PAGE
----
As with land-based mining, extracting nickel from the seabed will damage the surrounding ecosystem. Although the CCZ is deep, dark and cold, it is not lifeless. TMCThe robot’s robot destroys all organisms on the seafloor it drives over, as well as creatures that live off the nodules it collects. It will also raise sediment plumes, some of which will float to and kill nearby organisms (although research from MIT shows that these plumes usually do not rise more than two meters above the sea floor). Adrian Glover, a marine biologist at the Natural History Museum in London, points out that because life first developed in the oceans and only later moved to land, most of the planet’s genetic diversity can still be found underwater is. Although the deep-sea floor is dark and nutrient-poor, it is nevertheless home to thousands of unique species. Most are microbes, but there are also worms, sponges and other invertebrates. The diversity of life is “very high,” says Dr. Glover.

Still, mining on the seabed is more environmentally friendly than mining in Indonesia in several respects. The harsh deep-sea environment means that highly diverse life is not very abundant. An article published in Nature in 2016 found that a certain square meter of CCZ supports between one and two living organisms, weighing up to a few grams. A square meter of Indonesian rainforest, on the other hand, contains about 30,000 grams of plant biomass alone, and much more if you also include primates, birds, reptiles and insects.

But it is not enough to simply weigh the biomass in each ecosystem. The amount of nickel that can be produced per hectare is also relevant. The 2.5 million hectares that TMC hopes to exploit is expected to yield about 3.8 million tons of nickel, or about 1.5 tons per hectare.

Getting hard numbers for land-based mining is tricky, because the companies doing it are less transparent than those hoping to harvest the seabed. But research reports from the Pulitzer Center, a nonprofit media outlet, suggest that every acre of rainforest on Sulawesi, the Indonesian island at the center of the country’s nickel industry, will produce about 675 tons of nickel. (One reason terrestrial deposits produce so much more nickel, despite the lower quality of the ore, is because the ore extends well below the surface, while nodules are found only on the seafloor.)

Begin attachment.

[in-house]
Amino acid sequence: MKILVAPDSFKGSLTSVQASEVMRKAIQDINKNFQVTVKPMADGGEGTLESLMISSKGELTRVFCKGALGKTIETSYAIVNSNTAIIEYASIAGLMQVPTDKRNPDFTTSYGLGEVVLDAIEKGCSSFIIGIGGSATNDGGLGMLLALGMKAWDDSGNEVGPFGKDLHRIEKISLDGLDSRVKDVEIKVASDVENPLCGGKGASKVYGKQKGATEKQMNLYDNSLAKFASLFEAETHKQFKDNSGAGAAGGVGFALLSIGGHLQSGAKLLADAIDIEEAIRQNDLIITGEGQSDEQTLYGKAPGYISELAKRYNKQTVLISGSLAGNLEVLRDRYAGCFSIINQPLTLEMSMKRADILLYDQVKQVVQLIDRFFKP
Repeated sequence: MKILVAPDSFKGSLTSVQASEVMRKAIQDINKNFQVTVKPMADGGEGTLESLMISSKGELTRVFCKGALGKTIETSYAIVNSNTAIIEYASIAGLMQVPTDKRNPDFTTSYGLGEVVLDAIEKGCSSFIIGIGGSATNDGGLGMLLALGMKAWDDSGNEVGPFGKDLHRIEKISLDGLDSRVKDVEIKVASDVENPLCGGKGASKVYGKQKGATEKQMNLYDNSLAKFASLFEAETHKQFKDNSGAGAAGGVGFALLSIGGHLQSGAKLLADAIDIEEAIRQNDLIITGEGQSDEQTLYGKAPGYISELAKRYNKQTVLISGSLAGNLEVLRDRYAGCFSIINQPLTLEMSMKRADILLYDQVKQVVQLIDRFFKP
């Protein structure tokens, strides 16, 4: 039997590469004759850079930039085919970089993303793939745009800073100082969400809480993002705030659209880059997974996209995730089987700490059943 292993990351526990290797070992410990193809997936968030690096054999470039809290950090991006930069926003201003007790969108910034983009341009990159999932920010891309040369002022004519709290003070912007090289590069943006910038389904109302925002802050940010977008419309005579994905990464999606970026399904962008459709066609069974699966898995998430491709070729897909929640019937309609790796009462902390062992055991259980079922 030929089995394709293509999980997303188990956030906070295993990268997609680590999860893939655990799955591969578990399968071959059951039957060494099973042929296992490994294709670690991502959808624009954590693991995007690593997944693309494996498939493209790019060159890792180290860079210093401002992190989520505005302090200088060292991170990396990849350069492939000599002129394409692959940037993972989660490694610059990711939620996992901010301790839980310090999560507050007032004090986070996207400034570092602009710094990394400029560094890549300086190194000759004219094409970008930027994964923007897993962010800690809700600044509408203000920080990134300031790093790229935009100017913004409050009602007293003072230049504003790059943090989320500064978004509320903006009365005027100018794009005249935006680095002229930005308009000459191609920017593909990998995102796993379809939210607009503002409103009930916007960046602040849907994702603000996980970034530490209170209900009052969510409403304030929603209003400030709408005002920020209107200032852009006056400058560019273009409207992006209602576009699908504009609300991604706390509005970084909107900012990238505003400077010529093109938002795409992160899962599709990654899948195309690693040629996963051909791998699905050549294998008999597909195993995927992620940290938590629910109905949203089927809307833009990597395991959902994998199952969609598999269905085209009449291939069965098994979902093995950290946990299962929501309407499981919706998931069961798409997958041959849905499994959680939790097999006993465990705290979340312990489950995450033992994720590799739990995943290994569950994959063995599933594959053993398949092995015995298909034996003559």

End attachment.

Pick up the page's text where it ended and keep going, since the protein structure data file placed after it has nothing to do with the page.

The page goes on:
All this allows for a very rough comparison. For every ton, about 13 kilograms of biomass would be lost CCZ nickel mined. Each ton mined on Sulawesi alone would destroy about 450 kg of plants, plus an unknown amount of animal biomass.

There are other environmental arguments in favor of mining on the sea floor. The nodules contain much higher concentrations of metal than land-based deposits, meaning less energy is required to process them. Peter Tom Jones, the director of the KU The Leuven Institute for Sustainable Metals and Materials, in Belgium, estimates that processing the nodules into usable metals will produce about 40% less greenhouse gas emissions than that of terrestrial ore.

And because the nodules have to be removed for processing, companies like that TMC can be encouraged to choose locations that provide energy with low emissions. In contrast, Indonesian nickel ore is uneconomical unless it is processed near the mines from which it was extracted. That almost always means using electricity generated by burning coal, or even diesel generators. Alex Laugharne, an analyst at CRU, estimates that for every ton of nickel, Indonesian nickel production emits about 60 tons of carbon dioxide that warms the planet. An audit of TMCThe plans from Benchmark Minerals Intelligence, a company based in London, showed that every ton of nickel harvested from the seabed would produce about six tons of CO2.

In any case, metal collected from the seabed is unlikely to fully replace that mined from the rainforest. Battery production is growing so fast that nickel is likely to be dug up everywhere. But if the ocean tubers can be affordably marketed, the huge amount of available metal could ease the strain on Indonesia’s forests. And such arguments are unlikely to remain theoretical for long. Mr Baron van TMC wants to start commercial production of nickel and other metals from the seabed at the end of next year.